Not every contract sees completion. In some cases, you and the other party may agree to modify your terms or that the contract is no longer in your mutual interest.
In other situations, parties disagree about the possibility of completing the contract, and there is a dispute. For these situations, one party may have a defense, like impossibility or frustration of purpose, that could help them avoid liability.
Here’s what you should know about the frustration of purpose defense and when it could come into play for one of your contracts.
What is the frustration of purpose defense?
The frustration of purpose defense is often paired with impossibility because both arise from circumstances out of the control of the person who cannot fulfill their end of the contract. Unlike impossibility, however, when the purpose of a contract is frustrated, the new result of completing the contract would be substantially different from what the parties intended when they agreed in the first place.
The frustration of purpose defense has to do with more than fulfillment becoming costly or complicated. Parties use this defense when a circumstance out of their control adds an extra roadblock to fulfilling the contract.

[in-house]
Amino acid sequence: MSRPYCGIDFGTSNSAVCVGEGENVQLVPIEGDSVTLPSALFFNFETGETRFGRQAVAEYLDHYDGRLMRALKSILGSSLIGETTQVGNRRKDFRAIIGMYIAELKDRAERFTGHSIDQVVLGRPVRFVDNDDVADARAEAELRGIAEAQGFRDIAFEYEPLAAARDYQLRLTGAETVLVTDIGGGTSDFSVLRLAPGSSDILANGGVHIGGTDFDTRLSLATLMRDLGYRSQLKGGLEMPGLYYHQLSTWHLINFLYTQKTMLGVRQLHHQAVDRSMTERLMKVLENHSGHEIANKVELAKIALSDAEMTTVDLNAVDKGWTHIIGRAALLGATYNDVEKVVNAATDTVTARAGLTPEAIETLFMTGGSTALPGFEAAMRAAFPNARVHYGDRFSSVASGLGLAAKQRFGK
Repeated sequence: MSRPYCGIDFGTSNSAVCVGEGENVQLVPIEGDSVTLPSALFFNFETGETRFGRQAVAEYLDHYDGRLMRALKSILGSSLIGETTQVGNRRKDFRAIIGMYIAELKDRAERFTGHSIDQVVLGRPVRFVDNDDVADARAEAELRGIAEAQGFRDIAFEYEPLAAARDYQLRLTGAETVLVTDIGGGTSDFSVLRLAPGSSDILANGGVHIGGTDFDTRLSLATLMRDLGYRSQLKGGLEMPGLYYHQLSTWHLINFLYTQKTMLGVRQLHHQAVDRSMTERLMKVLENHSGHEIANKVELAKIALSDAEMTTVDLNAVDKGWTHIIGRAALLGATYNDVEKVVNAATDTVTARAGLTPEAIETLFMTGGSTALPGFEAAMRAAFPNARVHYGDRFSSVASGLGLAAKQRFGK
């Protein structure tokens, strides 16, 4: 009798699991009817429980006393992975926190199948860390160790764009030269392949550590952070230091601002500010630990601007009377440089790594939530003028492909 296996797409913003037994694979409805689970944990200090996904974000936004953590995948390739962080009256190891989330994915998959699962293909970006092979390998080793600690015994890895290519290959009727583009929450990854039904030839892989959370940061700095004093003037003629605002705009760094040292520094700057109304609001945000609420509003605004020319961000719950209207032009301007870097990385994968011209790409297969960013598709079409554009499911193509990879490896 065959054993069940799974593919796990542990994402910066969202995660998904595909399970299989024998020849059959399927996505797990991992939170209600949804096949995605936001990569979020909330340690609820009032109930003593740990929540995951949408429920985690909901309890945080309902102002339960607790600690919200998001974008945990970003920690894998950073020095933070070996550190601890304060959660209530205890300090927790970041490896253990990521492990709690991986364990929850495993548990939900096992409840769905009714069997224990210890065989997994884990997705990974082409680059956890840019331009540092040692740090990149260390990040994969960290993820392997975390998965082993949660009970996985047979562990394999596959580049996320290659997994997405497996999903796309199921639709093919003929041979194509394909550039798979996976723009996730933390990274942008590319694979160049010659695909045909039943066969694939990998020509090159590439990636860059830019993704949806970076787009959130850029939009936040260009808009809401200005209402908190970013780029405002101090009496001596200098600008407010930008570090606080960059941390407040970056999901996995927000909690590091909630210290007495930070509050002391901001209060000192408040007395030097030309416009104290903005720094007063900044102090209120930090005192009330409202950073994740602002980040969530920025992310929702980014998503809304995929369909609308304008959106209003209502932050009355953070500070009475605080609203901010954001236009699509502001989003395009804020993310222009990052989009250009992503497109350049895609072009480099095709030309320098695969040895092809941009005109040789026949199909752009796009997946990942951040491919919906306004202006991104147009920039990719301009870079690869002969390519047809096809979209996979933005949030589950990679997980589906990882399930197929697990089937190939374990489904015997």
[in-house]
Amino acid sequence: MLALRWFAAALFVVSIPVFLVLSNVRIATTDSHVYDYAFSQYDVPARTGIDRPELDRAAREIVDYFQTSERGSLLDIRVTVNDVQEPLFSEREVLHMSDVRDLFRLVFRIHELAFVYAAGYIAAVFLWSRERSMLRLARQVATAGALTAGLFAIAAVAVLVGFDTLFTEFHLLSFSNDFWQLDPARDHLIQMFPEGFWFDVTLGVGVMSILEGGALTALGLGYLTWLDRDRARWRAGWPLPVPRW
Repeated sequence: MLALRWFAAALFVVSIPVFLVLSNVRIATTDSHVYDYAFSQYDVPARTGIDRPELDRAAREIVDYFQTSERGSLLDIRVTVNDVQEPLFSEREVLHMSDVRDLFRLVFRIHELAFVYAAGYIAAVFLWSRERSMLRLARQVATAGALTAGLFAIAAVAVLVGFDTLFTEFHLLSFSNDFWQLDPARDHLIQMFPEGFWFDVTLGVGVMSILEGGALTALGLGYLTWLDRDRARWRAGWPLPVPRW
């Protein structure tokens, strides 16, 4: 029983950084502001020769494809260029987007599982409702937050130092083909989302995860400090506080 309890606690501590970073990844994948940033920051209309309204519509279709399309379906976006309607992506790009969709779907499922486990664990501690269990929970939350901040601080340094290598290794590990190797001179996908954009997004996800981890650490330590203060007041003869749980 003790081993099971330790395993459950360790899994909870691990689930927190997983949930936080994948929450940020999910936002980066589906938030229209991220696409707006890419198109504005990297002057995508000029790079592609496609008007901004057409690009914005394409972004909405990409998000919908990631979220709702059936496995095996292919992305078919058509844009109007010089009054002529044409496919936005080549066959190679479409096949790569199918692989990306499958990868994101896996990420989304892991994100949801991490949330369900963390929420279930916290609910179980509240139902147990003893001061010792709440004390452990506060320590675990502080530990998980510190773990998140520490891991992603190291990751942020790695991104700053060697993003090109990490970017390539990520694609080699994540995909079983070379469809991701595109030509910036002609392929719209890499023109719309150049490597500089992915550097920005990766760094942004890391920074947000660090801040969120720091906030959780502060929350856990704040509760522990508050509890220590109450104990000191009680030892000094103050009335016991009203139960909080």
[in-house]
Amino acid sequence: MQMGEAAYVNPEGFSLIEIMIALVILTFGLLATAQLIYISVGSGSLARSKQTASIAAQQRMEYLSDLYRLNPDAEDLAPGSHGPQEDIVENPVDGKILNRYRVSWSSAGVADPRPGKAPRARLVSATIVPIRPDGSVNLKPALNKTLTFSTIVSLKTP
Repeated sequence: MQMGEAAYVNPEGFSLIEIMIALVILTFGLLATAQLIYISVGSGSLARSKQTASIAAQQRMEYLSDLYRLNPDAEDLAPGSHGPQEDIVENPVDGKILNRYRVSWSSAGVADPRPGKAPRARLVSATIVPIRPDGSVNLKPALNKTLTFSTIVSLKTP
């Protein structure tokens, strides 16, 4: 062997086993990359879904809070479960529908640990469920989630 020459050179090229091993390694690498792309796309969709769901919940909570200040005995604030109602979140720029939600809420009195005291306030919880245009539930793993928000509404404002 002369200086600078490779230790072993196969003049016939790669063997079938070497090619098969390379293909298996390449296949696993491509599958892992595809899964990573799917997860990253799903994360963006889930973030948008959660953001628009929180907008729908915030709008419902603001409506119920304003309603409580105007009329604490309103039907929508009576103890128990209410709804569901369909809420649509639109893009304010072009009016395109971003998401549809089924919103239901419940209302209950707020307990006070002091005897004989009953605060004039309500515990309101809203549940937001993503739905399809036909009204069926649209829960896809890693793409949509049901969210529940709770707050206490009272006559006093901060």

What types of circumstances fit under the frustration of purpose defense?
Over the last year, circumstances caused by the pandemic have led to situations where contracts were either impossible or frustrated.
For example, when governments ordered a ban on public gatherings, many events could not occur, causing the contracts for those events to become impossible. The frustration of purpose defense, on the other hand, would come in when the bans were removed, but there were still strict limitations on gathering capacity.
In the first example, the contract simply cannot be fulfilled because an outside action made it impossible to fulfill. In the second, however, it is still possible to have the event, but the severely decreased capacity would drastically diminish the event’s profitability, which was the purpose in the first place.
When you are making an agreement with another party, it can be challenging to anticipate extreme events, like a pandemic. It is essential to know your options if you (or the other party) cannot complete a contract.